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Química Nova

Print version ISSN 0100-4042On-line version ISSN 1678-7064

Quím. Nova vol.30 no.5 São Paulo Sept./Oct. 2007 



Clerodane diterpenes from leaves of Casearia sylvestris Swartz



André G. dos Santos; Carla C. Perez; Aristeu G. Tininis; Vanderlan da S. Bolzani and Alberto J. Cavalheiro*

Instituto de Química de Araraquara, Universidade Estadual Paulista "Júlio de Mesquita Filho", R. Francisco Degni, s/n, 14800-900 Araraquara - SP, Brasil




Ethanolic extracts of the leaves of Casearia sylvestris yielded a novel clerodane diterpene, 15-hydroxy-3-cleroden-2-one, together with the known diterpenes (-)-hardwickiic acid, reported for the first time from this species, and casearins B and G, previously isolated from C. sylvestris. The structures of all four compounds were determined by spectrometric analysis. The new clerodane diterpene and (-)-hardwickiic acid contain structural features that are completely different from the highly oxygenated casearins and casearvestrins isolated from C. sylvestris.

Keywords: Casearia sylvestris; clerodane diterpenes; 15-hydroxy-3-cleroden-2-one.




Casearia sylvestris Swartz (Flacourtiaceae) is a tree that is widely distributed within various ecosystems of South America, such as the Cerrado and the Atlantic and Amazon forests1. In the popular medicine of Brazil, the use of the plant1 is correlated with its pharmacological properties including anti-inflammatory2, anti-ophidian2,3 and anti-ulcer1,4 activities. A number of phytochemical investigations of species of Casearia5-9 have revealed the occurrence within the genus of oxygenated tricyclic clerodane diterpenes exhibiting a cis configuration between rings A and B and a characteristic diacetal system in ring C at positions C-18 and C-19. Several compounds of this type have been isolated from C. sylvestris, specifically casearins and casearvestrins, and they exhibited cytotoxic activity5,7-9.

This paper describes the isolation and structure elucidation of a novel clerodane diterpene, 15-hydroxy-3-cleroden-2-one (1), from the leaves of C. sylvestris, together with (-)-hardiwickiic acid (2), reported for the first time from this species. In addition, casearin B (3) and G (4) were isolated, diterpenes that have been previously detected in the species5,7,8. The structures of compounds 1-4 (Figure 1) were deduced on the basis of their spectral data and comparison with appropriate values reported in the literature.




Ethanol extract of the leaves of C. sylvestris was submitted to chromatographic fractionation and yielded compounds 1-4. In the positive-ion mode, the HRTOF-ESIMS of 1 exhibited an [M+Na]+ ion at m/z 329.2481 that was compatible with a molecular formula of C20H34O2. Analysis of the PND and DEPT 135º 13C-NMR spectra of 1 revealed twenty signals similar to those of the clerodane diterpene skeleton6-11, being five of them attributed to methyl groups: C-16 (d 19.7), C-17 (d 16.0), C-18 (d 20.5), C-19 (d 32.2), C-20 (d 19.3). The IR and UV absorptions at 1653 cm-1 and at 218 nm (lmax) and the NMR signals at d 199.3 (C-2), 128.6 (C-3), 168.5 (C-4) and 5.84 br s (H-3) indicated the presence of an a,b-unsaturated ketone group. In addition, the IR absorption at 3448 cm-1 and the NMR signals observed at d 61.2 (C-15) and 3.68 m (H-15) are characteristic of a hydroxymethine group. The 1H NMR and 13C assignments (Table 1) together with the results of HMQC, COSY and HMBC (Figure 2) experiments led to structure of compound 1. The relative configuration assignment at C-5, C-8, C-9 and C-10 was firstly proposed based on comparison of chemical shifts of methyl groups C-17, C-19 and C-20 of compound 1 with literature data, as follow. The cis stereochemistry at the junction of rings A and B in compound 1 could be deduced from the chemical shift of C-19 (d 32.2) when compared with C-19 chemical shifts of cis-clerodane diterpenes, for example floridiolic acid12 and 13-hydroxy-cis-ent-cleroda-3,14-diene 13 (d 33.6 and 33.0, respectively). In contrast, the trans-clerodane diterpenes 2-oxokolavenic acid10 and eremone11 presented chemical shifts for this methyl carbon at d 19.5 and 18.8, respectively. In clerodane diterpenes with a cis configuration between methyl groups C-17 and C-20, such as hautriwaic acid11, 2-oxokolavenic acid10 and floridiolic acid12, the chemical shift of C-20 was observed at approximately d 18.0, whilst clerodane diterpenes with a trans configuration between these methyl groups, as in the casearins and casearvestrins5-9, show chemical shift for C-20 at approximately d 26.0. So, the chemical shifts attributed to C-20 in compound 1 (19.3) is indicative of a cis relationship between these methyl groups. These propositions were confirmed by the NOE enhancements arising from the dipolar interactions between H-19 (1.22 s) and H-10 (1.87 br d; 6.5 Hz) and between H-17 (0.77 d; 7.0 Hz) and H-20 (0.57 s). In addition, correlations observed in the NOE experiments (Figure 3) between H-1a (d 2.71) and H-19 and between H-1b and H-20, revealed the trans relationship between C-17/C-20 and C-19 methyl groups. A diastereomer of compound 1 was previously isolated from Cistus populifolius L. (Cistaceae)14, but the 13C NMR data of this compound were not included in the article to a complete comparison.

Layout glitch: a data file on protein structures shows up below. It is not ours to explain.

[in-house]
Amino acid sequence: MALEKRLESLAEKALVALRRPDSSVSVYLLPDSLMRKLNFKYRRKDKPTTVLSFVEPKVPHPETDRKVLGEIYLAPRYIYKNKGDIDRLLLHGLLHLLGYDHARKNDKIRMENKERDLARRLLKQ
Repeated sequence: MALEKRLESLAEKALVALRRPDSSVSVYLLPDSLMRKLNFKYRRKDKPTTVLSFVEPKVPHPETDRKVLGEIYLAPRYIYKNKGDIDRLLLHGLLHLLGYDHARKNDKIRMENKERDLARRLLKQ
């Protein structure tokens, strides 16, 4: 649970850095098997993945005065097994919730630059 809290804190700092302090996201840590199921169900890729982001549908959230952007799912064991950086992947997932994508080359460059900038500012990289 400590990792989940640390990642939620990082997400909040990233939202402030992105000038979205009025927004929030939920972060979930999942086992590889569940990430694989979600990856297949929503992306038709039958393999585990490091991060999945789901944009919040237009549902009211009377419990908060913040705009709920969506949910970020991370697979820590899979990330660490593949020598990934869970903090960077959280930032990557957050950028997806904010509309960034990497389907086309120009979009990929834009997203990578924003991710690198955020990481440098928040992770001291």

In the positive-ion mode, the HRTOF-ESIMS of compound 2 exhibited an [M+H]+ ion at m/z 317.2117, compatible with a molecular formula of C20H28O3, which was confirmed by the finding of [M+Na]+ ion at m/z 339.1963. Analysis of the PND 13C-NMR spectra revealed twenty signals similar to those of the clerodane diterpene skeleton6-11 and showed the presence of three methyl groups: C-17 (d 16.0), C-19 (d 20.6) and C-20 (d 18.3). IR absorptions presented at 3397 cm-1 and 1684 cm-1, UV absorption (lmax) at 210 nm and the signals observed in the 13C-NMR spectra at d 172.5 (C-18), 140.2 (C-3) and 141.5 (C-4) were indicative of an a,b-unsaturated carboxylic group. In addition, the 1H and 13C NMR spectra showed signals that could be ascribed to a b-mono-substituted furan ring (C-13, C-14, C-15 and C-16) in the lateral chain of the diterpene. The complete attribution of the NMR signals (table 1) was based on the correlations observed in the HMQC, HMBC and COSY contour plots and this attribution is in agreement with the NMR data from literature for hardiwickiic acid15. The negative value of [a]D25 confirmed the absolute configuration as (-)-hardiwickiic acid16. Compound 2 or its enantiomer were previously isolated from other species of different families, as Copaifera duckei, C. guianensis, Croton californicus, C. aromaticus, Hardwickia pinnata, Salvia divinorum and Sindora sumatrana15,17, and now we found it for the first time in a Casearia species.